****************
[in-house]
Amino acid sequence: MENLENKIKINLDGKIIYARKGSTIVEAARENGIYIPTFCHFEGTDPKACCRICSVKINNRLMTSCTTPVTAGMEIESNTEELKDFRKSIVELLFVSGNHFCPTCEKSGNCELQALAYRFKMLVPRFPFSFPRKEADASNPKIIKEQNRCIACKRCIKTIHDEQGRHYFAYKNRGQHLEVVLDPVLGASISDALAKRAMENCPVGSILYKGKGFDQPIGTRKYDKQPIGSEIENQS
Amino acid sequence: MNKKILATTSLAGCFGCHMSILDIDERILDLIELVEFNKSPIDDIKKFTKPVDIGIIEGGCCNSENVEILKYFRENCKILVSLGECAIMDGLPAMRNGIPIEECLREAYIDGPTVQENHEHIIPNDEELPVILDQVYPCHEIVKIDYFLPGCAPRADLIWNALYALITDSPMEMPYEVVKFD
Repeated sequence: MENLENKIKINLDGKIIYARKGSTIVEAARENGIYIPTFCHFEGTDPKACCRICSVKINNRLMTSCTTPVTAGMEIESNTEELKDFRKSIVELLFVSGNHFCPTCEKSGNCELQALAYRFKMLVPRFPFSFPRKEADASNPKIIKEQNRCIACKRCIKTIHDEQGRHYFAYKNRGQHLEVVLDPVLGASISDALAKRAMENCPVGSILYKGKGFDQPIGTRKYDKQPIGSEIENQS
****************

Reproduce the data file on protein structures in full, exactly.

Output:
[in-house]
Amino acid sequence: MENLENKIKINLDGKIIYARKGSTIVEAARENGIYIPTFCHFEGTDPKACCRICSVKINNRLMTSCTTPVTAGMEIESNTEELKDFRKSIVELLFVSGNHFCPTCEKSGNCELQALAYRFKMLVPRFPFSFPRKEADASNPKIIKEQNRCIACKRCIKTIHDEQGRHYFAYKNRGQHLEVVLDPVLGASISDALAKRAMENCPVGSILYKGKGFDQPIGTRKYDKQPIGSEIENQS
Amino acid sequence: MNKKILATTSLAGCFGCHMSILDIDERILDLIELVEFNKSPIDDIKKFTKPVDIGIIEGGCCNSENVEILKYFRENCKILVSLGECAIMDGLPAMRNGIPIEECLREAYIDGPTVQENHEHIIPNDEELPVILDQVYPCHEIVKIDYFLPGCAPRADLIWNALYALITDSPMEMPYEVVKFD
Repeated sequence: MENLENKIKINLDGKIIYARKGSTIVEAARENGIYIPTFCHFEGTDPKACCRICSVKINNRLMTSCTTPVTAGMEIESNTEELKDFRKSIVELLFVSGNHFCPTCEKSGNCELQALAYRFKMLVPRFPFSFPRKEADASNPKIIKEQNRCIACKRCIKTIHDEQGRHYFAYKNRGQHLEVVLDPVLGASISDALAKRAMENCPVGSILYKGKGFDQPIGTRKYDKQPIGSEIENQS